Three — Uphill: There were promising moments for both Pascal Siakam and Fred VanVleet in their return to the lineup after bouts of COVID-19, but it was mostly buried under heavy layers of rust. Nick Nurse smartly kept both players to roughly 30 minutes, but a minutes restriction couldn't overcome a lack of conditioning. Siakam and VanVleet shot a combined 5-of-24 from the field and most of their shots were short save for a fourth-quarter three from VanVleet. The good part is that they were locked in defensively, with VanVleet showing off his quick hands and Siakam's activity was strong, but it's clear that they will need time. Even without any residual effects from being sick, there was still a full three weeks where neither of them were able to practice and that's going to leave a mark. The same impact will likely befall OG Anunoby once he's back.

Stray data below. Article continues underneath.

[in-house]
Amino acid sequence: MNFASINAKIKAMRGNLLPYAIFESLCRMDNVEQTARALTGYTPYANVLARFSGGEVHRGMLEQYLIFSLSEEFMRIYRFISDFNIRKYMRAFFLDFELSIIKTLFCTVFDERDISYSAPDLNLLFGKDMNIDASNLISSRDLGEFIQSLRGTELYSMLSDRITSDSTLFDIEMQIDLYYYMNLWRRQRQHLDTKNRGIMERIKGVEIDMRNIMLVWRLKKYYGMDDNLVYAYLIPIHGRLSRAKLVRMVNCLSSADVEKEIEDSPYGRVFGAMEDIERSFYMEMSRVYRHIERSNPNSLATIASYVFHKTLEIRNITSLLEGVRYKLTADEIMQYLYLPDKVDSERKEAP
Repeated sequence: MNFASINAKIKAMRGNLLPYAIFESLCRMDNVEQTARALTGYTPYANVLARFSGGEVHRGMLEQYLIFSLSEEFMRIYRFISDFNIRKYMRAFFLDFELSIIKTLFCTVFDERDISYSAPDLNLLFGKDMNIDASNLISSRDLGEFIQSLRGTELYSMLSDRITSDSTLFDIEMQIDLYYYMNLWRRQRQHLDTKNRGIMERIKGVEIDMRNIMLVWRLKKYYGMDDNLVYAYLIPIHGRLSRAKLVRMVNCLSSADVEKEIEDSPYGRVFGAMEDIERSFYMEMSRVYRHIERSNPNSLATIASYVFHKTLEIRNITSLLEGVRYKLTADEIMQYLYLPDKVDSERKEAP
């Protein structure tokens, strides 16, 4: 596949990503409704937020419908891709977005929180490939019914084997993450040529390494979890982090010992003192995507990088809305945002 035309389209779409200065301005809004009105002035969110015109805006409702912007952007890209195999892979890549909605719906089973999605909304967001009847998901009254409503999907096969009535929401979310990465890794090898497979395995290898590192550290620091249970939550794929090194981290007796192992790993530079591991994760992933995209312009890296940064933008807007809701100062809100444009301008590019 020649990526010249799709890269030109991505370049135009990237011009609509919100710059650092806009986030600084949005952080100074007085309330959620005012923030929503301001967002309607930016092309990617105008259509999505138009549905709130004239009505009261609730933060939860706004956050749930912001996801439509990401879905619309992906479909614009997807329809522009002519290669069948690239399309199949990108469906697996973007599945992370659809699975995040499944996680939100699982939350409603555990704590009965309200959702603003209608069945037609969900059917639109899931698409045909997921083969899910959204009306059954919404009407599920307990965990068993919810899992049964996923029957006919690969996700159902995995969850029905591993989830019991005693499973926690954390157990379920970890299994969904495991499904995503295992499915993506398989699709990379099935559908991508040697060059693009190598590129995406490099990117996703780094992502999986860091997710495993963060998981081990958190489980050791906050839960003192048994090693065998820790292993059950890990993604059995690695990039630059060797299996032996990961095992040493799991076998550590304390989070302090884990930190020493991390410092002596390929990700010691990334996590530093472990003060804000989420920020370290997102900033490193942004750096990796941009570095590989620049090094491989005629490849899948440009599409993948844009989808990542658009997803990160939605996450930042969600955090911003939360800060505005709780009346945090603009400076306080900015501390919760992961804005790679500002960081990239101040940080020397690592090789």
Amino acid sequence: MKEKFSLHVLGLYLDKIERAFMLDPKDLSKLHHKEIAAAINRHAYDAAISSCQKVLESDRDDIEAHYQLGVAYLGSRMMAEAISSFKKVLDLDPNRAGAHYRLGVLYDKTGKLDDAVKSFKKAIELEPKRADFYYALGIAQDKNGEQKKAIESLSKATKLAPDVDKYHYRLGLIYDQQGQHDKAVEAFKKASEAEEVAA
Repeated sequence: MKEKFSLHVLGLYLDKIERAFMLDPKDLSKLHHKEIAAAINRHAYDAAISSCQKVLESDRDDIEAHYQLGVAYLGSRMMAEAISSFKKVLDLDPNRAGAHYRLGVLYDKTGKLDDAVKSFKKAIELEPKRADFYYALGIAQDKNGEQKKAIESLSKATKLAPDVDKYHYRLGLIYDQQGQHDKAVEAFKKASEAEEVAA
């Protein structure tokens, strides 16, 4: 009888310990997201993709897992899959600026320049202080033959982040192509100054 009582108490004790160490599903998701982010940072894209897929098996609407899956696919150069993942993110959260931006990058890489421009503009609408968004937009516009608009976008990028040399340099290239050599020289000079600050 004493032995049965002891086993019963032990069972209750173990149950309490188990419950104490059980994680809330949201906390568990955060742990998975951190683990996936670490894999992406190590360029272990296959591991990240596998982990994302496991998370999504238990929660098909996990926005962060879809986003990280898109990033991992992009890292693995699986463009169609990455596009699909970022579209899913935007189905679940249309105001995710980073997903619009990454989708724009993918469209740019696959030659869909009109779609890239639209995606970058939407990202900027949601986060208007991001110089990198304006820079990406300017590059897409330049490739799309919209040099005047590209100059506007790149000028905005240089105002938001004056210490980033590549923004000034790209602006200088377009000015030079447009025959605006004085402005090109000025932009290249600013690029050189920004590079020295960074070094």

Four — Unconscious: In spite of VanVleet and Siakam's struggles, the Raptors were still competitive thanks to a ridiculous shooting night from Norman Powell, who finished with a career-high 43 points on 14-of-18 shooting. Powell was locked in from the start and although there can be a habit of Powell's play levelling off as the game goes on, he was strong right until the end with two threes that gave the Raptors a glimmer of hope at the end. The most impressive part of his game is how little Powell actually needs to handle the ball to create his shots. Aside from a driving dunk and a blow-by against Mason Plumlee, the bulk of Powell's scoring came from the ball finding Powell in the natural rhythm of the offense. Even with two main scorers back, the shots will still be there for Powell to remain an efficient 20-point scorer.